Tramlines: Tennis's teenage wasteland
Do you recognise the player in the picture?
If you correctly identified Bulgarian Grigor Dimitrov then congratulations - you clearly know your tennis.
The young Bulgarian has been touted as 'the new Roger Federer' for a few years now; he won the juniors at Wimbledon and the US Open, and is clearly a natural and exciting talent.
However, don't berate yourself too much if you have never heard of him. He has only won seven ATP matches since then, and played a solitary Grand Slam match. He's not what you would call a household name.
But his significance? Well, at the age of 19 and five months, he is the highest-ranked teenager in men's tennis.
That number is not a typo - the highest ranked teenager in men's tennis is currently comfortably outside of the top 100. In fact, there are only three teenagers in the top 200, with Canada's Milos Raonic (155) and Russia's Andrey Kuznetsov (197) being the only other two.
What does this mean for the future of the men's game? Well, with many of the top players still being relatively young, we should probably get used to seeing the same players competing for honours for a number of years to come.
It is true that the average age of a top-100 tennis player has been on the increase in the last 15 years, from a low of around 25 in 1995 to nearing 27 today, but the top players usually start cutting the mustard before their 20th birthday.
All the players who finished in the top five of the ATP rankings at the end of last season - Federer, Rafael Nadal, Novak Djokovic, Andy Murray and Juan Martin Del Potro - were all in the top 100 before their 19th birthday, with Nadal making that elite group when he was just 16!
What's more, Djokovic and Nadal cracked the top five before their 20th; Murray was in the top 10 before his; and if you look back in the not too distant past, you might fondly remember great tennis names like Boris Becker, Stefan Edberg, Pete Sampras, Bjorn Borg, Mats Wilander and Michael Chang all winning Grand Slam titles as teenagers, as well as Nadal.
Lleyton Hewitt and Marat Safin also showed promise very early, reaching world number one when only 20, while Andre Agassi cracked the world's top five just two months after turning 18.
The likes of Dimitrov, Kuznetsov and other bright young things such as Bernard Tomic (17 and ranked 220), Ryan Harrison (18 and ranked 213) and Filip Krajinovic (18 and ranked 215) might take heart from 'late' starters like Federer who didn't win his first Grand Slam until just before he reached the grand old age of 22, but we need to be seeing more from the next generation of players quite quickly, or we can expect to see the same old faces dominate at the top of the rankings unchallenged for the foreseeable future at least.
The person who could of course benefit most from this dearth of new talent coming through is Nadal. When you consider that there are no clear future superstars on the horizon, the idea of the Spaniard, still only 24 years of age, going on and breaking Federer's Grand Slam record seems all the more plausible.
At the time of writing, the WTA have yet to update their rankings after Monday's finish at the China Open but as has been widely reported, Caroline Wozniacki is the new women's world number one. Given the fact that she has only just turned 20 ,it is a remarkable achievement. The women's game has always been younger than the men's game – there are currently five teenagers in the WTA top 100 – but Wozniacki still has plenty of time to improve which will hopefully see her wear the number one tag a little better than recent top-ranked players such as Jelena Jankovic, Ana Ivanovic and Dinara Safina. Vera Zvonareva will also jump up to a career-high ranking of three after reaching the final in Beijing.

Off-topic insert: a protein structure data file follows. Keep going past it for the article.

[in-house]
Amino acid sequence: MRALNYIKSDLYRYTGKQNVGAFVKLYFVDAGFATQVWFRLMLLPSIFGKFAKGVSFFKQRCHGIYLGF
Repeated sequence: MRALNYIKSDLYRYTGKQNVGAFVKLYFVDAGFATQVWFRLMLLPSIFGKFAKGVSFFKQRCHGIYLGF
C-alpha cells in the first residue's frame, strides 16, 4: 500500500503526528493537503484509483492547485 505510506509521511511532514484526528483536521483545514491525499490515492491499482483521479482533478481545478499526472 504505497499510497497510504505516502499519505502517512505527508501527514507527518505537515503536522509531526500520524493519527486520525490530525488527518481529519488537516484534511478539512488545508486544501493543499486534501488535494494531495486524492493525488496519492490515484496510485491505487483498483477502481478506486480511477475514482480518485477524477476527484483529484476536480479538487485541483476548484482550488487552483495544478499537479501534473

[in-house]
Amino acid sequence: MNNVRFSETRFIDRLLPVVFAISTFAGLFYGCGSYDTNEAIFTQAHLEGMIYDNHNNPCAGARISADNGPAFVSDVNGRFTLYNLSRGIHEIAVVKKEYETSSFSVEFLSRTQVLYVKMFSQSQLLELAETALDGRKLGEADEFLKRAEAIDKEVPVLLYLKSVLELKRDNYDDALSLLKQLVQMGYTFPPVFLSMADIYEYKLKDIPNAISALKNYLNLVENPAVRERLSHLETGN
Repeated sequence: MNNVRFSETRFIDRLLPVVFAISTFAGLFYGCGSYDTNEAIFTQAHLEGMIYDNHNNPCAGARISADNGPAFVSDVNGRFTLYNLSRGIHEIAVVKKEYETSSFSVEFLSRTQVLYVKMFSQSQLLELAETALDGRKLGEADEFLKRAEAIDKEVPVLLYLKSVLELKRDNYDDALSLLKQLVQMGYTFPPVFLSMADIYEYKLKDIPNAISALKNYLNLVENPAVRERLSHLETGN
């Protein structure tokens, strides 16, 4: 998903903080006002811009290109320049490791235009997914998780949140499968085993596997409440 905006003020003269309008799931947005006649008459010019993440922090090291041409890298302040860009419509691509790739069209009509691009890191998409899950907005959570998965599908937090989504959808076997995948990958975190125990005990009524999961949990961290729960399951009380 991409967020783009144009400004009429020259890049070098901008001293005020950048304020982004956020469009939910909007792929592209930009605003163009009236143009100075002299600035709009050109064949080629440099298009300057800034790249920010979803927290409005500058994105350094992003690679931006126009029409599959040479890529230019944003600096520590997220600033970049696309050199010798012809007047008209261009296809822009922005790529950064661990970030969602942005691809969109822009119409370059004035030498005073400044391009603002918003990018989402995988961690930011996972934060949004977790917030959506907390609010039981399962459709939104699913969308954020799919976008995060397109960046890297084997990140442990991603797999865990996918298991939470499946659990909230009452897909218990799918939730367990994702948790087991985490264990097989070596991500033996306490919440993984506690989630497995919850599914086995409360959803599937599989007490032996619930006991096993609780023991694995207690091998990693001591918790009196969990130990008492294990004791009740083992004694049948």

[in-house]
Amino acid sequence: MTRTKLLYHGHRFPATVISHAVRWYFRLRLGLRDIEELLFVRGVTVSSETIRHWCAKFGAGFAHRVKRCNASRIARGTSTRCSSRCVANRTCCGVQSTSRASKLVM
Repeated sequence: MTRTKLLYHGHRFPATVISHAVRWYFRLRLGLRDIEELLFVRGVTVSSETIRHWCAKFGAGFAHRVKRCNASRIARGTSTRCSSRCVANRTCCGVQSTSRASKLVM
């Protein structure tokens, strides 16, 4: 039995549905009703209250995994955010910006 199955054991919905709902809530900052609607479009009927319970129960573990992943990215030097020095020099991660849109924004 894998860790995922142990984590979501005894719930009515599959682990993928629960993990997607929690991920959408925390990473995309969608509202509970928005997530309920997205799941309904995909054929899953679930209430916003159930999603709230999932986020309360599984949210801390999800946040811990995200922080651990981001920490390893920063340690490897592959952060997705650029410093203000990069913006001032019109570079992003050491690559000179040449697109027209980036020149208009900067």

In the men's rankings, David Ferrer is back in the top 10 after reaching the China Open final. John Isner is also back in the top 20 after moving up two places from 22th thanks to his run to the semi-finals in China. The biggest movers in the top 100 are Radek Stepanek (up seven places to 30th) and Marcel Granollers (up eight places to 66th).
TWEETS OF THE WEEK
Tweet of the week: "Imagine how creepy the first guy to dress up as a clown must have been, where in hell did he get that idea?" No more words necessary - Janko Tipsarevic we salute you!
Runner-up: "When someone says: 'that's my home boy.' What does that mean?" Russia's Alina Jidkova perfected the English language many years ago, but it is nice to see her still trying to expand her vocabulary with some street.
Wooden Spoon: "GOLD number 2!!!! Still one more match to go" – One of a number of excitable tweets from Australia's Russian-born Anastasia Rodionova from the Commonwealth Games. Fair play to the girl and all, but it is hard to imagine her dreaming of Commonwealth gold when growing up on the streets of Tambov, 480km south-east of Moscow.
A-BOG v A-BOG
Poor Alex Bogdanovic has had some setbacks in his career but surely nothing is hurting as much as seeing injury scupper his chances of closing the gap in tennis's greatest rivalry.
Brit-Bog remains on the sidelines so Alex Bogomolov Jr picks up another point despite an unspectacular run to the semi-finals at a low-quality challenger in Sacramento.
Standings: A-Bog (US) 16-11 A-Bog (GB)
For the first time this season the entire men's top 20 play in the same tournament at the Shanghai Masters – it should be a good one. The $3.24 million prize pool might have something to do with the elite field.
In comparison, the women are fighting for scraps with $220,000 tournaments in Linz and Osaka taking place. Serena Williams was due to compete in Austria but has been forced to pull out so Daniela Hantuchova is the top-ranked player in the draw while Anne Keothavong will take part for Britain. Over in Japan Australia's Sam Stosur is the top seed and Laura Robson carries British hopes after making it through the qualifiers.